 Apple or other fruit juices, popsicles, ice cream, and yogurt are suggested. Soft foods like Jello and mashed foods are helpful to maintain adequate nutrition. Milkproducts, pasta, soups, chicken, and macaroni and cheese are acceptable even theday of surgery.
 Milk products tend to leave a mucous film in the mouth. Rinse or drink a clear liquid after consuming milk- based products.
 Avoid hot, spicy, rough or scratchy foods such as toast, potato chips, pretzels, crisp bacon or foods of similar consistency. They may irritate the healing throatand cause bleeding. Bread, hamburgers, and hotdogs are difficult to chew andswallow.
 Continue the suggested soft diet for ten days after surgery.
 Patients who have an adenoidectomy without a tonsillectomy may resume a regular diet as tolerated the day after surgery.
 Rinse the mouth with plain water after each meal to keep the back of the throat Rest/ Activity
 Snoring may worsen for a few days after surgery. This is most likely related to swelling from the surgery. A few days after surgery your child may experiencethroat pain after waking up. This is most likely related to a dry throat fromsleeping with the mouth open.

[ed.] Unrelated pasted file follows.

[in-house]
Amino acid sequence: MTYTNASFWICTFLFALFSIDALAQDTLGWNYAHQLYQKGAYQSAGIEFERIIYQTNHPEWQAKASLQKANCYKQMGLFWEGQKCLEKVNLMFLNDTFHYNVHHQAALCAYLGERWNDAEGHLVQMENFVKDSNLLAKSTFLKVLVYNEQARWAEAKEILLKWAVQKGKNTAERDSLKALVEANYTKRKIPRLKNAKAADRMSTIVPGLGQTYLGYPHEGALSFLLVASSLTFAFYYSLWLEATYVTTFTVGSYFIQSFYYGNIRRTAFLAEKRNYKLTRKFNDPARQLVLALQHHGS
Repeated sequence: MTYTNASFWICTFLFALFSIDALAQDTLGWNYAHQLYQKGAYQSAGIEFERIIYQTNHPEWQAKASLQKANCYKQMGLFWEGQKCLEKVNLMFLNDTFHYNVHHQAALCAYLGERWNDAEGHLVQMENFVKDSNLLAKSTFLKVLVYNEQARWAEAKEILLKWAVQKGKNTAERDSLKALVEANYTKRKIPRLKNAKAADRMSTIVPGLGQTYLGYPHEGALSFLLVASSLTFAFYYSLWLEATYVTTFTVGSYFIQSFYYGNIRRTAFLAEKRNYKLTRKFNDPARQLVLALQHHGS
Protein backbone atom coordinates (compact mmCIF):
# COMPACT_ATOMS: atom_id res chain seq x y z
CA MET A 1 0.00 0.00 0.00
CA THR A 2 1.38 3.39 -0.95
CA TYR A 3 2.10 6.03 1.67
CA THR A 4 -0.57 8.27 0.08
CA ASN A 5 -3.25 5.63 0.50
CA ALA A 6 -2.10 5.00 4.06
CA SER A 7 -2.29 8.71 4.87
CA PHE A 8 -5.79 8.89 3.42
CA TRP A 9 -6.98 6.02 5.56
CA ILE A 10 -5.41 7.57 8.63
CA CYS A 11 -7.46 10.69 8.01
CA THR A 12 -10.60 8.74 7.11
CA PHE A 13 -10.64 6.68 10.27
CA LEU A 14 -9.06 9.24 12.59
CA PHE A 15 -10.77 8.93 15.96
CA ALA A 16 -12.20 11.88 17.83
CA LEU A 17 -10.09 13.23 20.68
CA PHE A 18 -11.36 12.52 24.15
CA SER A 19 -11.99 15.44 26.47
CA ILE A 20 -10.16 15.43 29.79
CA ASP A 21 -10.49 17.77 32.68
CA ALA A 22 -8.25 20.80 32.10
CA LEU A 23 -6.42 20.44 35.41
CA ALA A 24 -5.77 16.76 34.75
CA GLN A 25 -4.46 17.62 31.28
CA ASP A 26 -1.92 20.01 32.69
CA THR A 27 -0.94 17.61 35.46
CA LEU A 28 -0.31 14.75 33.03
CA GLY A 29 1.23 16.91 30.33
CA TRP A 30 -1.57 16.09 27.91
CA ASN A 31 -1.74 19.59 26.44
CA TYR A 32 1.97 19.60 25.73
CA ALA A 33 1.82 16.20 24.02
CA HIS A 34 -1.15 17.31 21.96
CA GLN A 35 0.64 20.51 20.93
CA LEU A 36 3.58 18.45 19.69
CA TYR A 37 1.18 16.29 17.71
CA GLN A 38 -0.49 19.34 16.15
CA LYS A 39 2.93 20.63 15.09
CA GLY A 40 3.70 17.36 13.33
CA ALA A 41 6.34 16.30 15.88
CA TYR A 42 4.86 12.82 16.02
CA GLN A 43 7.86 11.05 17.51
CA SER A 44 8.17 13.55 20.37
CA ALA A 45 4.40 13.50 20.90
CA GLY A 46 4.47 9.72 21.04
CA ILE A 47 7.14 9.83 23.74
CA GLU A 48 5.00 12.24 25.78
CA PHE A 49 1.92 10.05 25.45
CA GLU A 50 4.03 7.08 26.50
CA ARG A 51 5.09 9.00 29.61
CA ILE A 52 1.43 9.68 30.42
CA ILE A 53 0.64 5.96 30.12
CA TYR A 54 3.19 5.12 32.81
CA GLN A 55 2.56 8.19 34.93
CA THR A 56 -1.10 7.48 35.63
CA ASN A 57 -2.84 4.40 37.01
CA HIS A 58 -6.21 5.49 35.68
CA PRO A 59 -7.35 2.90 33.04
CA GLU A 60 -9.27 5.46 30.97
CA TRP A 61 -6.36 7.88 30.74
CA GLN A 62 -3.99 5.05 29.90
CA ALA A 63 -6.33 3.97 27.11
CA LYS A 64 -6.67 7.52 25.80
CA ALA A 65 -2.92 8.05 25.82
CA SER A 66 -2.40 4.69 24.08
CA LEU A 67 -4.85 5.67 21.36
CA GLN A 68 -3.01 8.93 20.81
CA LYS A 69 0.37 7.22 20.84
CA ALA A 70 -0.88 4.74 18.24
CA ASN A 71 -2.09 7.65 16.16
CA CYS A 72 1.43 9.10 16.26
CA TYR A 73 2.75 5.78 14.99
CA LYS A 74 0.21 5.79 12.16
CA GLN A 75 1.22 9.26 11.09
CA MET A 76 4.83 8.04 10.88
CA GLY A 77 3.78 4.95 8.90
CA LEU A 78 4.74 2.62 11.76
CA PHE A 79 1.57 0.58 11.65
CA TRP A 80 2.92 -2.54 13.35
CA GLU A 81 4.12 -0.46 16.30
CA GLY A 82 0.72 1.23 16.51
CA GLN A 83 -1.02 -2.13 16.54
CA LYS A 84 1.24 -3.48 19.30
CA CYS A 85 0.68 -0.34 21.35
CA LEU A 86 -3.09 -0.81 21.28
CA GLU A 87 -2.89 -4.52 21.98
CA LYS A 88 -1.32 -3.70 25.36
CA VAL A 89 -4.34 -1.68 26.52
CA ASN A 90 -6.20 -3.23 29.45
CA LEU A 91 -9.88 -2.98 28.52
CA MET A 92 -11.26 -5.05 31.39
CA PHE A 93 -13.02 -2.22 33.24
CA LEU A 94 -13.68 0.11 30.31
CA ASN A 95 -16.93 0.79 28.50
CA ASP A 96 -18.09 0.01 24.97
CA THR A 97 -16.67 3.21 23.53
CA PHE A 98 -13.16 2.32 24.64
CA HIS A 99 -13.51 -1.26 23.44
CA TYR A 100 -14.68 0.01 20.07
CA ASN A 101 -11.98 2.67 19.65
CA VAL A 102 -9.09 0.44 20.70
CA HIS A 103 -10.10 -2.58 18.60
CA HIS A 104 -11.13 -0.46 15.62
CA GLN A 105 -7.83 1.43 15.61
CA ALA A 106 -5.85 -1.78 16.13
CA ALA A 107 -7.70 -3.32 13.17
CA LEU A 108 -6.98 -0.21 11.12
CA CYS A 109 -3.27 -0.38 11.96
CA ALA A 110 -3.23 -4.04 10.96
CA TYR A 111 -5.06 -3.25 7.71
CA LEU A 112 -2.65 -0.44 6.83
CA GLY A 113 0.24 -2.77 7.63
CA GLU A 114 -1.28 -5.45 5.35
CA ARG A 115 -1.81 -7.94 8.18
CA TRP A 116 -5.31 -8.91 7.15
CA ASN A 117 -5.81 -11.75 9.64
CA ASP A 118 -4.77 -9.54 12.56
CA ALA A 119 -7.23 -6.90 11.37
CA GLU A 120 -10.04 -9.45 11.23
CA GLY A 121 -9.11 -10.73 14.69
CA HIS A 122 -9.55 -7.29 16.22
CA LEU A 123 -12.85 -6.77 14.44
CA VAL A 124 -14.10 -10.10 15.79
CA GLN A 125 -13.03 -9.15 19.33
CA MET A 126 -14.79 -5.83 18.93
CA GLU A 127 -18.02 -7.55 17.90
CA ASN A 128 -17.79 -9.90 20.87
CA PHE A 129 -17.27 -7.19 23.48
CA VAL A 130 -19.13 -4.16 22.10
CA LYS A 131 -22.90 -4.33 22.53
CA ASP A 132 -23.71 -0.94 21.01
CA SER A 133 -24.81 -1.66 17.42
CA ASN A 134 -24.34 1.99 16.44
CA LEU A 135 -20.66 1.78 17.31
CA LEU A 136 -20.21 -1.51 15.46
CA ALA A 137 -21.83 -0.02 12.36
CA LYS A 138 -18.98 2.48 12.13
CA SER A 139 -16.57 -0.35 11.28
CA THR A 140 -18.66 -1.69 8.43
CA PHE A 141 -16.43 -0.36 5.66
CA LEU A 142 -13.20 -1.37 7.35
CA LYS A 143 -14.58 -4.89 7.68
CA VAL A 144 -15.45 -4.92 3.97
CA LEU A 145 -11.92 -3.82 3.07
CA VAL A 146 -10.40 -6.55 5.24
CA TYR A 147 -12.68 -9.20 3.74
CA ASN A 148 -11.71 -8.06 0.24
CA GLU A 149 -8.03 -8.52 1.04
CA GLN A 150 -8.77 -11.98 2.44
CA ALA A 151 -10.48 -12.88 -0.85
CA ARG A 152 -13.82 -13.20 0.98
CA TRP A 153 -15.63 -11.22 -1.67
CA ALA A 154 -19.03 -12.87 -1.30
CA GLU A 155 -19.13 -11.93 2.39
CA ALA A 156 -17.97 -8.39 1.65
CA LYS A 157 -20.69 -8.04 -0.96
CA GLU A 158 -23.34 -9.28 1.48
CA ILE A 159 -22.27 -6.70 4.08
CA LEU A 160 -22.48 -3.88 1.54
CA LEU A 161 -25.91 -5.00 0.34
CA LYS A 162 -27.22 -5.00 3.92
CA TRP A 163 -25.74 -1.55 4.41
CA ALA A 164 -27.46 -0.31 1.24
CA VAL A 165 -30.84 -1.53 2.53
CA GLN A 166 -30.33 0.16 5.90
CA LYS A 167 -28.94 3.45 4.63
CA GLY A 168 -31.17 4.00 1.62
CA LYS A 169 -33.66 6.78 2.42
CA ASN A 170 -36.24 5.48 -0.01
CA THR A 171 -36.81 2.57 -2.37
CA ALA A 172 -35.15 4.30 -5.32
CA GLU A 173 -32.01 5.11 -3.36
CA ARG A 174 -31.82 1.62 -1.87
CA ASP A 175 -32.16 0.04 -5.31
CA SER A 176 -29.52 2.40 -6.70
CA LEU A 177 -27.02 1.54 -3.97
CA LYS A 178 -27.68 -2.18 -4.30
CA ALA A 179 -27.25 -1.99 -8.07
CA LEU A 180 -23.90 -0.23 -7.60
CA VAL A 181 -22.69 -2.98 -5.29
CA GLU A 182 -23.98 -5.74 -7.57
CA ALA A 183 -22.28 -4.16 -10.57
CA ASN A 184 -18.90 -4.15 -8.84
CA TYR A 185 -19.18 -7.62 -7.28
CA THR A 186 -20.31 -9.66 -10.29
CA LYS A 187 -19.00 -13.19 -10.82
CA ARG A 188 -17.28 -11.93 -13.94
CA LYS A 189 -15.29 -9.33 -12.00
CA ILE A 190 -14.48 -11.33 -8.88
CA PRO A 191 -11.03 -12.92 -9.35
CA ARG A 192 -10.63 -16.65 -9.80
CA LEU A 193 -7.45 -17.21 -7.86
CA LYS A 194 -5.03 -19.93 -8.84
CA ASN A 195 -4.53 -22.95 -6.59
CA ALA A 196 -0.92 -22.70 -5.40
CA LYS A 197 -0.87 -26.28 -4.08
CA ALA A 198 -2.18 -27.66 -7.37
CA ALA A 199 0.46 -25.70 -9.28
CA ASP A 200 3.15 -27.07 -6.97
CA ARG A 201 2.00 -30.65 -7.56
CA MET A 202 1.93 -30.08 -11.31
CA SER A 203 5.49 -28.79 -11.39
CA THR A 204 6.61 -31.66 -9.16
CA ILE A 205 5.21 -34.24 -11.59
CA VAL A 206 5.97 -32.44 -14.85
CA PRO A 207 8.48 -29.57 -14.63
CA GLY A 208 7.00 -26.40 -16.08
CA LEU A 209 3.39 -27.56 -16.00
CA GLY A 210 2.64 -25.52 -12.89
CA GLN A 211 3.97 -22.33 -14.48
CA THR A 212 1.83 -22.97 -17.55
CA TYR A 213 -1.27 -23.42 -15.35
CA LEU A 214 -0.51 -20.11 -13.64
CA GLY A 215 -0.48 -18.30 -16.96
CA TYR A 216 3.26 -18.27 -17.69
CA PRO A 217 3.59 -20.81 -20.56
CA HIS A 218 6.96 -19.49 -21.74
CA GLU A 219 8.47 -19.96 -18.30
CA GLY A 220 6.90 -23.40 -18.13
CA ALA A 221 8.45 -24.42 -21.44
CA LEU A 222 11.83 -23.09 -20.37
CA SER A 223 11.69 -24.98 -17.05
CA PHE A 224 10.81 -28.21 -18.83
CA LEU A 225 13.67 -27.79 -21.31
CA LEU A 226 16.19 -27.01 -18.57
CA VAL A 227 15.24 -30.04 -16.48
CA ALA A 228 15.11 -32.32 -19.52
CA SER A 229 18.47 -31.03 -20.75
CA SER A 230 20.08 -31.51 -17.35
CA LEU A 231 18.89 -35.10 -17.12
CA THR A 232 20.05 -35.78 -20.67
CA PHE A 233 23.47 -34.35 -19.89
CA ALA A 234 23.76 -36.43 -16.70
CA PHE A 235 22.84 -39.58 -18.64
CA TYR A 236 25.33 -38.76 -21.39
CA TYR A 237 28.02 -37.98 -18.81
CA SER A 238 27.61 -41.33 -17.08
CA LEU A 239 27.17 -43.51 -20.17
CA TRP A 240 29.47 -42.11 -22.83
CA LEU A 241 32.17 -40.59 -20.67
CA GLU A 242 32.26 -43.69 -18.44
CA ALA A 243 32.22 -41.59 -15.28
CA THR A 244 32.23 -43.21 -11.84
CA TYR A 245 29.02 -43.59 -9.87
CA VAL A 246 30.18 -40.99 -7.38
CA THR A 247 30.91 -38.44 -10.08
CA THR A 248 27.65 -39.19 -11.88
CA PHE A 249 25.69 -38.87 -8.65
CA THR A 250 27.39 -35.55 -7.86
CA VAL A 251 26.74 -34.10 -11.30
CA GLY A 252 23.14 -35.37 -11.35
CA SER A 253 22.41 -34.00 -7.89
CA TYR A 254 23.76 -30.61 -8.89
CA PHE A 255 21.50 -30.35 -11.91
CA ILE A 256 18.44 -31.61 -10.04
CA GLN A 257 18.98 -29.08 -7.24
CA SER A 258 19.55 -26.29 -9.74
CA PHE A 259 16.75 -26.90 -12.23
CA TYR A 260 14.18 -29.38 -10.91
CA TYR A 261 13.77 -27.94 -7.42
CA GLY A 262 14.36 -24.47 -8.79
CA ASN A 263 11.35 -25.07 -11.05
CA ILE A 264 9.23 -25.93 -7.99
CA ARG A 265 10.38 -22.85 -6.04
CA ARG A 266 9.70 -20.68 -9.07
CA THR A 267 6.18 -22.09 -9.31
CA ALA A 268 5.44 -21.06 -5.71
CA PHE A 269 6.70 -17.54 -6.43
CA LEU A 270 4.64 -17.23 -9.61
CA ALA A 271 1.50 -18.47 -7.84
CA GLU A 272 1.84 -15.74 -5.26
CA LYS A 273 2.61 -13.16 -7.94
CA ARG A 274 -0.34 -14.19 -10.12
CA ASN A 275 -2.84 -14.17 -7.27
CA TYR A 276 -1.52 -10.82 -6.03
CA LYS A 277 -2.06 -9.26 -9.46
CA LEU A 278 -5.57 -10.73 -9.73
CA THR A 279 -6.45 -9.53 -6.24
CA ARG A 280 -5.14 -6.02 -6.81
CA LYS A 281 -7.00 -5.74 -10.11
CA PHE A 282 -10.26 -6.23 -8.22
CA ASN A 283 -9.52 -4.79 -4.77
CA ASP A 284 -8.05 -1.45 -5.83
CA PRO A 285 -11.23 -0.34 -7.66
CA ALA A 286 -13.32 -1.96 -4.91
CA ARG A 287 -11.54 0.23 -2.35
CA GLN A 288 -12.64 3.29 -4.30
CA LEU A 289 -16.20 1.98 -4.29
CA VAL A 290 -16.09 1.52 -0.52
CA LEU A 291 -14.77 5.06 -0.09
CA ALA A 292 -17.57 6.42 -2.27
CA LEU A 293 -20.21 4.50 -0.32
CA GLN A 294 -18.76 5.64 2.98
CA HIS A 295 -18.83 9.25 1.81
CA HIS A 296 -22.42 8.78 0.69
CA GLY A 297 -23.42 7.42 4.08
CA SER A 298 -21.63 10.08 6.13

 Allow limited physical activity the first 2-3 days at home. It is important for your child to be up and around after surgery. No organized sports such as baseball orgymnastics practice for 2 weeks after the procedure. Ask your physician forspecifics about these activities.
 No gym class for 14 full days after surgery. Contact our office if your child needs  Casual swimming in a backyard or community pool is allowed. No beach, lake, or river swimming until at least 14 full days after surgery.
 NO OUT OF TOWN TRAVEL/VACATIONS FOR AT LEAST FOURTEEN The Operative Site
 If look into the throat following a tonsillectomy you will see yellow or white patches where the tonsils were. This is not a sign of infection. This is a temporaryand an expected part of the normal wound healing process. This scab, or “eschar”,will come off after approximately 7-14 days. Some slight bleeding can beexpected.
 Encourage your child to keep his/her throat wet. Drink fluids frequently to help  A foul odor is common from the mouth/nose until the eschar peels off.
 Teeth brushing is allowed and recommended.
Warning Signs
 Severe pain, unrelieved by prescribed medication  Nausea and vomiting which is persistent and/or contains dark blood.
 Bright red bleeding of a teaspoon or more or bleeding that lasts for a few minutes (blood tinged mucous is usually of no consequence).
 Signs of dehydration: dry mucous membranes, little or no urination, lack of tears,  If your child displays one or more of these warning signs, call the office immediately at the following:(904) 398-5437 Monday through Thursday, 8:00 AM - 5:00 PM/ Friday 8:00AM-4:00 PM.